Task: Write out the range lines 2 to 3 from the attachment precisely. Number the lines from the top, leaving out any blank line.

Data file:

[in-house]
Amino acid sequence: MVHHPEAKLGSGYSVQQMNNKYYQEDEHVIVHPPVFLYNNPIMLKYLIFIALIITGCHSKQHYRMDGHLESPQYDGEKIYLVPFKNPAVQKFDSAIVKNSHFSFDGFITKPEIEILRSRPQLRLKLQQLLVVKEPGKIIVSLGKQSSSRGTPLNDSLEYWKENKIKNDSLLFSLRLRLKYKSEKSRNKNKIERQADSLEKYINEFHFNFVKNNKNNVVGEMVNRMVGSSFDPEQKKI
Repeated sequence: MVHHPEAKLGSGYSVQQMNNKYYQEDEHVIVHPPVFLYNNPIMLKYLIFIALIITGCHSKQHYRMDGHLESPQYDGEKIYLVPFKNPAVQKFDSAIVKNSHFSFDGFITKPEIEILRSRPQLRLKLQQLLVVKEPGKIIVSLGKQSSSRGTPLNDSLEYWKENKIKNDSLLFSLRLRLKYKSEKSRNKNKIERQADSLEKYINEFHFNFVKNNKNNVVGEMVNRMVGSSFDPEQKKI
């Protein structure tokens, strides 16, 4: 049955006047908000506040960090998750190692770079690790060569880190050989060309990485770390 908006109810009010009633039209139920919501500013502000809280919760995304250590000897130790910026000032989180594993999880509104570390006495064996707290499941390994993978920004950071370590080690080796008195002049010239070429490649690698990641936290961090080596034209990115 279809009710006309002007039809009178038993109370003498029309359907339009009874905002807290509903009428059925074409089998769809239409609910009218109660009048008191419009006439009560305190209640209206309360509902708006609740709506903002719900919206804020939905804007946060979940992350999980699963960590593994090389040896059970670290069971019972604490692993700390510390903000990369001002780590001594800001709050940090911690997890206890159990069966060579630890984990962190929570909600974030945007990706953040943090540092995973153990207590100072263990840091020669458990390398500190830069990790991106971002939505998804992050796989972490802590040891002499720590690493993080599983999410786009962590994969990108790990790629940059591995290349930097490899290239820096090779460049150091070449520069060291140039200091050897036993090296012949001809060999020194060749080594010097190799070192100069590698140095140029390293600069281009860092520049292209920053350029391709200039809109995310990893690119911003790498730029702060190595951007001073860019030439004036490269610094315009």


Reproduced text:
Amino acid sequence: MVHHPEAKLGSGYSVQQMNNKYYQEDEHVIVHPPVFLYNNPIMLKYLIFIALIITGCHSKQHYRMDGHLESPQYDGEKIYLVPFKNPAVQKFDSAIVKNSHFSFDGFITKPEIEILRSRPQLRLKLQQLLVVKEPGKIIVSLGKQSSSRGTPLNDSLEYWKENKIKNDSLLFSLRLRLKYKSEKSRNKNKIERQADSLEKYINEFHFNFVKNNKNNVVGEMVNRMVGSSFDPEQKKI
Repeated sequence: MVHHPEAKLGSGYSVQQMNNKYYQEDEHVIVHPPVFLYNNPIMLKYLIFIALIITGCHSKQHYRMDGHLESPQYDGEKIYLVPFKNPAVQKFDSAIVKNSHFSFDGFITKPEIEILRSRPQLRLKLQQLLVVKEPGKIIVSLGKQSSSRGTPLNDSLEYWKENKIKNDSLLFSLRLRLKYKSEKSRNKNKIERQADSLEKYINEFHFNFVKNNKNNVVGEMVNRMVGSSFDPEQKKI